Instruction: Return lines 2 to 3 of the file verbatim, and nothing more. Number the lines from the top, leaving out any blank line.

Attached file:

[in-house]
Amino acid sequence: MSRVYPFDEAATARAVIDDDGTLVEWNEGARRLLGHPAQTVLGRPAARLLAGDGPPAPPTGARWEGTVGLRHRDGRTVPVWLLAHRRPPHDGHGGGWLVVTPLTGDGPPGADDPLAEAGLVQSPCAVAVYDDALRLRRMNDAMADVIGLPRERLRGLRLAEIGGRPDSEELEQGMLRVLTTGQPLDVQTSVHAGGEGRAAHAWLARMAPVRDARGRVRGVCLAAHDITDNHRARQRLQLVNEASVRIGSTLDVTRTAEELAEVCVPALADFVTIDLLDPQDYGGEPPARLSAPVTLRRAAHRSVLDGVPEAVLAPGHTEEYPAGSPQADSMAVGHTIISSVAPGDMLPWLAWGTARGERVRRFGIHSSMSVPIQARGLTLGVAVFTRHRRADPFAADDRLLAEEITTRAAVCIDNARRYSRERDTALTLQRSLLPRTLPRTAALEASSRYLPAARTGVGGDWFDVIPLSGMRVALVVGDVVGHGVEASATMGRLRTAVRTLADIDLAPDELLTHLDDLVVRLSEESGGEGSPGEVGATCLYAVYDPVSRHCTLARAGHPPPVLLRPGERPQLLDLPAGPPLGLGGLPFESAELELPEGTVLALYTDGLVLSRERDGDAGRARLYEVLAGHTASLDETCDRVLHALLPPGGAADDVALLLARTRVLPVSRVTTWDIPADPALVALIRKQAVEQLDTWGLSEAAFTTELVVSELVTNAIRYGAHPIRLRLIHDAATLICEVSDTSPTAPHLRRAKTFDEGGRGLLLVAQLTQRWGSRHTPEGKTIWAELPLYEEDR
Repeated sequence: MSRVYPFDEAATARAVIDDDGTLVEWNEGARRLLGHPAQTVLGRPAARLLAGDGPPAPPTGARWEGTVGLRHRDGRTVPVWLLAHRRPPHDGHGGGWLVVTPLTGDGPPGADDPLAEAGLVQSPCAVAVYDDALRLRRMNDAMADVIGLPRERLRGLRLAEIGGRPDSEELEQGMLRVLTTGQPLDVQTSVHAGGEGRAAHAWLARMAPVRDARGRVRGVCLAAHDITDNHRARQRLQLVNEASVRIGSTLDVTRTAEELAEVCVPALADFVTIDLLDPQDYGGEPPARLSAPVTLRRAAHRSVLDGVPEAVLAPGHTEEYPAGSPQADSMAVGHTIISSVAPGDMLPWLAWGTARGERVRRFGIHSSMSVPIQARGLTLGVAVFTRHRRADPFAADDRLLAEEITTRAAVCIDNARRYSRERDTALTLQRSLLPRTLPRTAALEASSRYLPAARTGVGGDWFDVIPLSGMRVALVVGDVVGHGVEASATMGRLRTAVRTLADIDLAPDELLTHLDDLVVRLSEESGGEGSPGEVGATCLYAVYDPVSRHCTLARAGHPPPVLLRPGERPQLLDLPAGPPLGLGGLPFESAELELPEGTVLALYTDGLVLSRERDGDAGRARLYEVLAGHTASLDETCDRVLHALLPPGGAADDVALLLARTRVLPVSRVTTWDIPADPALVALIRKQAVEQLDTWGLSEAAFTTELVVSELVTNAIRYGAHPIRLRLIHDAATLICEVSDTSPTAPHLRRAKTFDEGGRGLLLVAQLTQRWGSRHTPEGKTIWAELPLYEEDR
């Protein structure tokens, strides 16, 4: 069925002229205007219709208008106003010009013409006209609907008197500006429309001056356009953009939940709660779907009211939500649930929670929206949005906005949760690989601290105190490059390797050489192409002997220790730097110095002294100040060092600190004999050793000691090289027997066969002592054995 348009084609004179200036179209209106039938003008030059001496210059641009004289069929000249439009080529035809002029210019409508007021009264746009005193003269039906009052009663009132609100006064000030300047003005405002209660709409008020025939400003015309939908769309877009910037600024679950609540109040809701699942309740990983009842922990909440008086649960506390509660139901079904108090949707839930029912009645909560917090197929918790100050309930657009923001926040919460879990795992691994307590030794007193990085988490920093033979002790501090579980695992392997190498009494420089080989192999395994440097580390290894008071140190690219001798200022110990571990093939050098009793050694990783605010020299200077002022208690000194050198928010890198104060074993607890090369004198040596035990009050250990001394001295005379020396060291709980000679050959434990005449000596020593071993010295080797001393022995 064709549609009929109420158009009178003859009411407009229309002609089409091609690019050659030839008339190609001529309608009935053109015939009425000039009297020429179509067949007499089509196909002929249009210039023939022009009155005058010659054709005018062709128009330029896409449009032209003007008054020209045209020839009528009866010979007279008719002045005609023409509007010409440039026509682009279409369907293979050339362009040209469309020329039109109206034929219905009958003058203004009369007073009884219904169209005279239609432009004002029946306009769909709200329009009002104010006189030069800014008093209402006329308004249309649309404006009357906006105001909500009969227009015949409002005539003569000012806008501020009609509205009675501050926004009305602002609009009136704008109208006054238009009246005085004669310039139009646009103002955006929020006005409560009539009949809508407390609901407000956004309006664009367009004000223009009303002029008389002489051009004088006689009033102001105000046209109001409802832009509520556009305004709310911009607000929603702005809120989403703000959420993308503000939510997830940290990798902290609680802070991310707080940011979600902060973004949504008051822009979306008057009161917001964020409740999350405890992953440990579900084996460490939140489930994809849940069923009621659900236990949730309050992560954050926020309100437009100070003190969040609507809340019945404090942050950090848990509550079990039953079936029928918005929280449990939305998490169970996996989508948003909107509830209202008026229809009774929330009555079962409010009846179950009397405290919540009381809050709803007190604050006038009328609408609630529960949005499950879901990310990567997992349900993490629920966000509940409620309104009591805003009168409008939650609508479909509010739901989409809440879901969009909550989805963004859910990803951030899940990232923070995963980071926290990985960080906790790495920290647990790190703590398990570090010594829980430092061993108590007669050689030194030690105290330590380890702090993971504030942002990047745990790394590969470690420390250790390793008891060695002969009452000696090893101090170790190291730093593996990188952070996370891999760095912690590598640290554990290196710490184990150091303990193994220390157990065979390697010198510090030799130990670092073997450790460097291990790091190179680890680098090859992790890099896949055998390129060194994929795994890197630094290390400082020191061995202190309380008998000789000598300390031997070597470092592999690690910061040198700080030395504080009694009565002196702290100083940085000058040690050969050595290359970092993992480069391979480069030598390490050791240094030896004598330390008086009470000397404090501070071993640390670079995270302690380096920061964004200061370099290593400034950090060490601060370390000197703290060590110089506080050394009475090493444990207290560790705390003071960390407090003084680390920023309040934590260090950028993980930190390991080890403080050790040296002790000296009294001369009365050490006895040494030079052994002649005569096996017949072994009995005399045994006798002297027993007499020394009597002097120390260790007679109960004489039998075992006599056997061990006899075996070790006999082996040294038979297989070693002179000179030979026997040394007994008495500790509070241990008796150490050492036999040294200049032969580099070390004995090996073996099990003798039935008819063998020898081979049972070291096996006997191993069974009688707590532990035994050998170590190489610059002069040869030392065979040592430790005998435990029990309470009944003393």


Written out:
Amino acid sequence: MSRVYPFDEAATARAVIDDDGTLVEWNEGARRLLGHPAQTVLGRPAARLLAGDGPPAPPTGARWEGTVGLRHRDGRTVPVWLLAHRRPPHDGHGGGWLVVTPLTGDGPPGADDPLAEAGLVQSPCAVAVYDDALRLRRMNDAMADVIGLPRERLRGLRLAEIGGRPDSEELEQGMLRVLTTGQPLDVQTSVHAGGEGRAAHAWLARMAPVRDARGRVRGVCLAAHDITDNHRARQRLQLVNEASVRIGSTLDVTRTAEELAEVCVPALADFVTIDLLDPQDYGGEPPARLSAPVTLRRAAHRSVLDGVPEAVLAPGHTEEYPAGSPQADSMAVGHTIISSVAPGDMLPWLAWGTARGERVRRFGIHSSMSVPIQARGLTLGVAVFTRHRRADPFAADDRLLAEEITTRAAVCIDNARRYSRERDTALTLQRSLLPRTLPRTAALEASSRYLPAARTGVGGDWFDVIPLSGMRVALVVGDVVGHGVEASATMGRLRTAVRTLADIDLAPDELLTHLDDLVVRLSEESGGEGSPGEVGATCLYAVYDPVSRHCTLARAGHPPPVLLRPGERPQLLDLPAGPPLGLGGLPFESAELELPEGTVLALYTDGLVLSRERDGDAGRARLYEVLAGHTASLDETCDRVLHALLPPGGAADDVALLLARTRVLPVSRVTTWDIPADPALVALIRKQAVEQLDTWGLSEAAFTTELVVSELVTNAIRYGAHPIRLRLIHDAATLICEVSDTSPTAPHLRRAKTFDEGGRGLLLVAQLTQRWGSRHTPEGKTIWAELPLYEEDR
Repeated sequence: MSRVYPFDEAATARAVIDDDGTLVEWNEGARRLLGHPAQTVLGRPAARLLAGDGPPAPPTGARWEGTVGLRHRDGRTVPVWLLAHRRPPHDGHGGGWLVVTPLTGDGPPGADDPLAEAGLVQSPCAVAVYDDALRLRRMNDAMADVIGLPRERLRGLRLAEIGGRPDSEELEQGMLRVLTTGQPLDVQTSVHAGGEGRAAHAWLARMAPVRDARGRVRGVCLAAHDITDNHRARQRLQLVNEASVRIGSTLDVTRTAEELAEVCVPALADFVTIDLLDPQDYGGEPPARLSAPVTLRRAAHRSVLDGVPEAVLAPGHTEEYPAGSPQADSMAVGHTIISSVAPGDMLPWLAWGTARGERVRRFGIHSSMSVPIQARGLTLGVAVFTRHRRADPFAADDRLLAEEITTRAAVCIDNARRYSRERDTALTLQRSLLPRTLPRTAALEASSRYLPAARTGVGGDWFDVIPLSGMRVALVVGDVVGHGVEASATMGRLRTAVRTLADIDLAPDELLTHLDDLVVRLSEESGGEGSPGEVGATCLYAVYDPVSRHCTLARAGHPPPVLLRPGERPQLLDLPAGPPLGLGGLPFESAELELPEGTVLALYTDGLVLSRERDGDAGRARLYEVLAGHTASLDETCDRVLHALLPPGGAADDVALLLARTRVLPVSRVTTWDIPADPALVALIRKQAVEQLDTWGLSEAAFTTELVVSELVTNAIRYGAHPIRLRLIHDAATLICEVSDTSPTAPHLRRAKTFDEGGRGLLLVAQLTQRWGSRHTPEGKTIWAELPLYEEDR